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Zimbabwe bars many foreign news outlets from covering ensuing elections

Not a has bean: Members of Morgan Tsvangirai's opposition Movement for Democratic Change party (MDC) load up tins of baked beans to be handed out at rallies in Bulawayo on March 24. Zimbabwe's opposition added its voice on Wednesday to growing international concerns about this weekend's elections, despite government assurances that the ballot would be free and fair.Photo: AFP/File/Alexander Joe

The Zimbabwe government has done what it was expected to do ahead of the March 29 general elections—it is clamping down on the media.

To start with it has refused to allow several leading international news organisaitons to cover the elections although it has signed international conventions that require it to guarantee “total access to national and international media.” A jail sentence of up to two years is imposed to any journalist operating in Zimbabwe without accreditation.

The main news organisations to be barred are British state broadcaster BBC, American TV networks CNN and MSNBC, South African broadcaster E-tv, London-based dailies Guardian and Daily Telegraph, and South Africa’s Independent Newspapers Group, according to Reporters sans frontières (RSF).

The government has granted accreditation to state-owned South Africa Broadcasting Corporation but has forbidden it to use its own satellite transmission equipment. It must instead use equipment provided by Zimbabwe’s state-owned broadcaster, ZBC.

As regards international news organisations that are already accredited in Zimbabwe, which including Reuters, Agence France-Presse (AFP), the Associated Press (AP), and the Qatar-based TV station Al-Jazeera, Presidential spokesman George Charamba said a government committee took a “sympathetic view” to their requests to send additional support staff for the elections but he warned that their bureau chiefs would be held “fully accountable” for their behaviour.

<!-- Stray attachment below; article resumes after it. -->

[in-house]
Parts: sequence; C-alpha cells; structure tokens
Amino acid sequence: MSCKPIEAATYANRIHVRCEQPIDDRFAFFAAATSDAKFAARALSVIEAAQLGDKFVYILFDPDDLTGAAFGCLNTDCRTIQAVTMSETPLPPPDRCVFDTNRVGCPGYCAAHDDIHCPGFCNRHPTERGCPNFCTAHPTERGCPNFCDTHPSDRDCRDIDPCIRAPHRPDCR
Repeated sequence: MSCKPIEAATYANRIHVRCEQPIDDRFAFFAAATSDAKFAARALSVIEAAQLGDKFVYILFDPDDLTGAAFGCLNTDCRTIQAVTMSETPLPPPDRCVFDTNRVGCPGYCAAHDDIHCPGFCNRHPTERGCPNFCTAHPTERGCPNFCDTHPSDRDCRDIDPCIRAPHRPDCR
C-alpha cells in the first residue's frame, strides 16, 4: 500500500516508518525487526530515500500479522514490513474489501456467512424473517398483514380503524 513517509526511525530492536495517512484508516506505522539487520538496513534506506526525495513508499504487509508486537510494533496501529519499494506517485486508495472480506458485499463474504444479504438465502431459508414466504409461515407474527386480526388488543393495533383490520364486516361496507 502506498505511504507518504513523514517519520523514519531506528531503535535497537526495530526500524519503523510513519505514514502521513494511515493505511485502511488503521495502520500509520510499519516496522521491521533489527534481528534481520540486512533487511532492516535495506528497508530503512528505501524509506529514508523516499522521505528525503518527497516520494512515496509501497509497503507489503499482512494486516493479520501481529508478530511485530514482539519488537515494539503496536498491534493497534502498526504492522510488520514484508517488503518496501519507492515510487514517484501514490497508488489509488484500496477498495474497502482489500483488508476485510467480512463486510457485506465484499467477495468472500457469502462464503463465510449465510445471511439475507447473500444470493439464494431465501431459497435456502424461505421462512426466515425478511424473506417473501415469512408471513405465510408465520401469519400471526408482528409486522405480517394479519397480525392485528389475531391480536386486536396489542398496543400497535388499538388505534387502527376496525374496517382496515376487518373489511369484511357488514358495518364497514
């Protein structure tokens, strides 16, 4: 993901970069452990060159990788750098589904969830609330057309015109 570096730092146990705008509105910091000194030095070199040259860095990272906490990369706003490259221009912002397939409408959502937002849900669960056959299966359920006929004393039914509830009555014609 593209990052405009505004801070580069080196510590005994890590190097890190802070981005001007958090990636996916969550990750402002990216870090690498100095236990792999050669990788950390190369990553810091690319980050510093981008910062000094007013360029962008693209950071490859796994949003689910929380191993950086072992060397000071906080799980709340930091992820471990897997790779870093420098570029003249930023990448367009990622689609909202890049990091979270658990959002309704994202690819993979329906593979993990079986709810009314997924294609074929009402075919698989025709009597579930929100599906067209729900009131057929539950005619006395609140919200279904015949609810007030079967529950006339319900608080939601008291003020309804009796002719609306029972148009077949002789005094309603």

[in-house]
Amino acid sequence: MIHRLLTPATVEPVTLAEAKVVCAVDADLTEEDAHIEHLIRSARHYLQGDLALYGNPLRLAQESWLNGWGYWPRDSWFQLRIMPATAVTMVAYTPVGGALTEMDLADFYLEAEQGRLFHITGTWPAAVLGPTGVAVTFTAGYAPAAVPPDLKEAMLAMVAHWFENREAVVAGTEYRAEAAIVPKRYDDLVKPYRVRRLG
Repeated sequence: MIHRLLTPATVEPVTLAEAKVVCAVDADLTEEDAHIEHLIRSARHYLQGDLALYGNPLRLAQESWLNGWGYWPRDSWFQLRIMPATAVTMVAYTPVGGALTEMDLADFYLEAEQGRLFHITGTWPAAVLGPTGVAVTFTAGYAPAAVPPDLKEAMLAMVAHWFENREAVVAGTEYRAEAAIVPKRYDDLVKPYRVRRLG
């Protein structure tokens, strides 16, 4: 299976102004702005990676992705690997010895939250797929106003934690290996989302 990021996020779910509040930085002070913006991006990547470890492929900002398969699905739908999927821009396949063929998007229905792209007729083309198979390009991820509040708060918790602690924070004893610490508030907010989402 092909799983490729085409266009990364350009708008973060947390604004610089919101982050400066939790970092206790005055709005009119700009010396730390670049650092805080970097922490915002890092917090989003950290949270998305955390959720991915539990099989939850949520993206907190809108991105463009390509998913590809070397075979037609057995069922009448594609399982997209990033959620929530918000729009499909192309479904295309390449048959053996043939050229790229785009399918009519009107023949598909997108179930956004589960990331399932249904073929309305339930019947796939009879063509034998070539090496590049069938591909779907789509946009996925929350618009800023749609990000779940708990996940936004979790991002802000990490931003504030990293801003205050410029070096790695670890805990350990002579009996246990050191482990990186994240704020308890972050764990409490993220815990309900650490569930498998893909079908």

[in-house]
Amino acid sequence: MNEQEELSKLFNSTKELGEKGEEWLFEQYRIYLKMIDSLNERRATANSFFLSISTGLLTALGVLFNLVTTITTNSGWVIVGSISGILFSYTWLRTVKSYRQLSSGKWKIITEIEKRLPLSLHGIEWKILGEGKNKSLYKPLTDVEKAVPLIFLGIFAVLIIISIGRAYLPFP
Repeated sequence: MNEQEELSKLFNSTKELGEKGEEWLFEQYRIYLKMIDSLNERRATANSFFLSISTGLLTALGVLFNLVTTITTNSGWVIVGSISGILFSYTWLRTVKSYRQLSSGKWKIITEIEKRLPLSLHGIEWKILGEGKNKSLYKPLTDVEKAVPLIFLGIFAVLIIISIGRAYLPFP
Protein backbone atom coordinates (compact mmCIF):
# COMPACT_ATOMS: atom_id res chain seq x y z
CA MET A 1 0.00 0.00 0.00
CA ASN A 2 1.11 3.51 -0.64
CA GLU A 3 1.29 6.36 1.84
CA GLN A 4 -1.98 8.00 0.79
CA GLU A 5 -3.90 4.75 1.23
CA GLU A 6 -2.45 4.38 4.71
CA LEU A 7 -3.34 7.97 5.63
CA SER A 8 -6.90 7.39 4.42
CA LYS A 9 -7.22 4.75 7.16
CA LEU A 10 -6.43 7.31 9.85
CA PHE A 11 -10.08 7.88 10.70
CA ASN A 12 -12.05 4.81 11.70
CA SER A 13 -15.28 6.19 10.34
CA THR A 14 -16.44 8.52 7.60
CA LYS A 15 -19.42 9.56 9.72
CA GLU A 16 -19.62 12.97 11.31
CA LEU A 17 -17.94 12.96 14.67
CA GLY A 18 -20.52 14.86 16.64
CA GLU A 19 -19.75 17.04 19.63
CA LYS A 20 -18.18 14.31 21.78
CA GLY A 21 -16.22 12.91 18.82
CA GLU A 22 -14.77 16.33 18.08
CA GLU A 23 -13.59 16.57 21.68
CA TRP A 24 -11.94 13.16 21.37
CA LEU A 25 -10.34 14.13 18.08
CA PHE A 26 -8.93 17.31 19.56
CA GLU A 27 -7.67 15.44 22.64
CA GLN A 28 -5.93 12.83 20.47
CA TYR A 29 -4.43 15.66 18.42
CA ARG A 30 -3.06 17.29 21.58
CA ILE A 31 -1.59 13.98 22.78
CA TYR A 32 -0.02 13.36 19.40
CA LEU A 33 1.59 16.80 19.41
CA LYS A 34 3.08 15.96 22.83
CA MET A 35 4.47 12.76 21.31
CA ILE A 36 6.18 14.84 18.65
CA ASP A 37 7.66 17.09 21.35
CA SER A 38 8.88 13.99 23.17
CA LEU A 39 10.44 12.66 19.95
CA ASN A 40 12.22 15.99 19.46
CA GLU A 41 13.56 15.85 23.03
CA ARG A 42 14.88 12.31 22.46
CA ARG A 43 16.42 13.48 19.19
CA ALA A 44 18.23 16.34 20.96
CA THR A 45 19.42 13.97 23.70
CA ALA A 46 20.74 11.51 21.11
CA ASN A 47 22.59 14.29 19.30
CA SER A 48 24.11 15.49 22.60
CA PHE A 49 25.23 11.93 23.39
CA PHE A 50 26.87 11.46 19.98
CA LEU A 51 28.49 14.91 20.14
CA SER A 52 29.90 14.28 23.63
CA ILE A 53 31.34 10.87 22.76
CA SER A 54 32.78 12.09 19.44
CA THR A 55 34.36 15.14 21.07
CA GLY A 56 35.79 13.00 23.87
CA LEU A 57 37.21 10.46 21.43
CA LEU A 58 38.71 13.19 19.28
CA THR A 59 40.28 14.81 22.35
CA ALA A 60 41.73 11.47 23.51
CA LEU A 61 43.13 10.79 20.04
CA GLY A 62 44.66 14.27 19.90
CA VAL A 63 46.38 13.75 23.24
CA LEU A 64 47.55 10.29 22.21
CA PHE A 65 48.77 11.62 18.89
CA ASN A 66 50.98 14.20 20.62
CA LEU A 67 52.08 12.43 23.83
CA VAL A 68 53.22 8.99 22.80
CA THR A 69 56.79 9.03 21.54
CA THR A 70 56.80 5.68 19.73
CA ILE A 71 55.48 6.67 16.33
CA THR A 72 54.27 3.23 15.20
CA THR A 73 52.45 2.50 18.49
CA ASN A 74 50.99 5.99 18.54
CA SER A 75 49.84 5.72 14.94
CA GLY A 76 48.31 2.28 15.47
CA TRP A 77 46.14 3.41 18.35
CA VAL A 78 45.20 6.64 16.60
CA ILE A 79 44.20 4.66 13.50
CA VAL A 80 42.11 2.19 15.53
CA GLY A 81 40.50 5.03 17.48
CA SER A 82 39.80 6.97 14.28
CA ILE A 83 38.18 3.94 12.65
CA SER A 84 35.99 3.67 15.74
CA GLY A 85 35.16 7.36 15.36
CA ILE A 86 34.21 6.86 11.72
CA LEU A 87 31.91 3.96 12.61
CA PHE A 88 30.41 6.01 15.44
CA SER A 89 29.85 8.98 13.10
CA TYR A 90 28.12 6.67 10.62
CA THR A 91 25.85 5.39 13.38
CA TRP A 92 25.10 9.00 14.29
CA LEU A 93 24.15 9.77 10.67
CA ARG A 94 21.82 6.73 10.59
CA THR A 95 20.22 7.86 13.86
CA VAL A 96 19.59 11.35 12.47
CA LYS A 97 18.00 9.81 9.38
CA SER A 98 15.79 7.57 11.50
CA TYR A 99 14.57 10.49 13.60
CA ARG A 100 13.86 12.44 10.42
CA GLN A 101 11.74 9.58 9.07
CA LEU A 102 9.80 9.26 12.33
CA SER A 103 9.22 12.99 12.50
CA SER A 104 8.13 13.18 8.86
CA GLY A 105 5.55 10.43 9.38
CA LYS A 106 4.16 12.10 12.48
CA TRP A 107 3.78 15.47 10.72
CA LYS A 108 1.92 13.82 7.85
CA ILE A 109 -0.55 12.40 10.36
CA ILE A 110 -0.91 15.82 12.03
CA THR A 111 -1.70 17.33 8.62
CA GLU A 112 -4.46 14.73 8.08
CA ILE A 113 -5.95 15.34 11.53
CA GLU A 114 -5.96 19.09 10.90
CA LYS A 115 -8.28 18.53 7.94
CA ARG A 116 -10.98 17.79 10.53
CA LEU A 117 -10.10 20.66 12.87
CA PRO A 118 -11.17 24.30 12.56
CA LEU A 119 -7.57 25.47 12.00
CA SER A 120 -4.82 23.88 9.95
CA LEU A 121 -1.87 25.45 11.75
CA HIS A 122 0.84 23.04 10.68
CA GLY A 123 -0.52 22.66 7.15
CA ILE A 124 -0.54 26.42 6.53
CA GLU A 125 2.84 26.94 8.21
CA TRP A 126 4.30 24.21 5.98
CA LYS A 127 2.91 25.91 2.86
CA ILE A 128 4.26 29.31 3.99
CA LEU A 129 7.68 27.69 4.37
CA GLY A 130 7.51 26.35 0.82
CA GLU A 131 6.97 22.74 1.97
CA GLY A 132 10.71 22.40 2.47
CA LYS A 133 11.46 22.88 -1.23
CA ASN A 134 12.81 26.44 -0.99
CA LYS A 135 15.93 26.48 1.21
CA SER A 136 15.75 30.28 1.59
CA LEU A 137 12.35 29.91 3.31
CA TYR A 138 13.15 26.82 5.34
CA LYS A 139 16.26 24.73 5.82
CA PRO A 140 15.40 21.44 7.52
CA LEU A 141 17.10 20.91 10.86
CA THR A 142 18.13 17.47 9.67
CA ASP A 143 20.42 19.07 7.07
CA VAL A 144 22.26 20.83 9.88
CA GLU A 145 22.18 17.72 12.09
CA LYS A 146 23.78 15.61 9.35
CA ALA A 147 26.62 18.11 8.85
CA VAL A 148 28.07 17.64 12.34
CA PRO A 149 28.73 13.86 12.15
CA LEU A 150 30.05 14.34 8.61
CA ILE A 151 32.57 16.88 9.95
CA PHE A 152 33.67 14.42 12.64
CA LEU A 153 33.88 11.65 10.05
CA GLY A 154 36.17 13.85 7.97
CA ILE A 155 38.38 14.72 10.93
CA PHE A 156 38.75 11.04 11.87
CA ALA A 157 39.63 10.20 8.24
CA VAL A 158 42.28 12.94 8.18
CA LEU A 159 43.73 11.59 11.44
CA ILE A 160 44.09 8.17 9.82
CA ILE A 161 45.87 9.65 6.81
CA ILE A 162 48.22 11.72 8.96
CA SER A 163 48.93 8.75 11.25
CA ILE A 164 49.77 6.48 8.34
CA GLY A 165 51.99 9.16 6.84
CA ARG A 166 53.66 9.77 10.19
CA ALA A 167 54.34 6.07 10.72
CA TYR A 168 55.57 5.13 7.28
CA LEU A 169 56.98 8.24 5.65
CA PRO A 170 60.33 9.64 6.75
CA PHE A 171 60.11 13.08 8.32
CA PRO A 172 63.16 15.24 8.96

The South African National Editors' Forum (SANEF), acording to AFP, said the ban breached an article of the Zimbabwean constitution guaranteeing freedom of expression as well as the Universal Declaration of Human Rights.

A CNN spokesman said: "CNN regrets the Zimbabwean government's decision to deny us permission to enter the country to cover the parliamentary and presidential elections. We hope that the government will reconsider its decision. CNN will continue to cover the elections as widely as possible from South Africa and surrounding countries."

Charamba, on March 24, announced that a government committee set up to examine requests from international media for accreditation to cover the elections had refused most of the requests. “We are mindful of attempts to turn journalists into observers and security personnel from hostile countries,” Charamba had previously said.

Zimbabwean journalists have also been banned from covering the elections. Freelance journalist Hopewell Chin’ono, winner of this year’s “Desmond Tutu Leadership Fellowship,” was told by the electoral commission on March 11 that his accreditation request had been turned down on the instructions of the government's Media Information Commission (MIC), which has put him on a blacklist although he has an MIC accreditation valid until the end of the year.

The Southern African Development Community’s “Principles and Rules Governing Democratic Elections,” which Zimbabwe signed in 2004, require member states to guarantee “total access to national and international media” during elections.

The opposition Movement for Democratic Change (MDC) remains virtually out of all media coverage in the country. an MDC statement said, "Both the Zimbabwe newspapers and the Zimbabwe Broadcasting Corporation continue to be purveyors of the voice of the dictator (PResident Robert Mugabe). Their news items comprise Zanu PF campaign material while MDC is granted scant negative coverage. Mugabe has become a permanent news item on the public media, which has been a launchpad of malicious verbal assaults against other presidential candidates while MDC has been blacked out of these two publicly funded media."

Date posted: March 26, 2008 Last modified: May 23, 2018 Total views: 551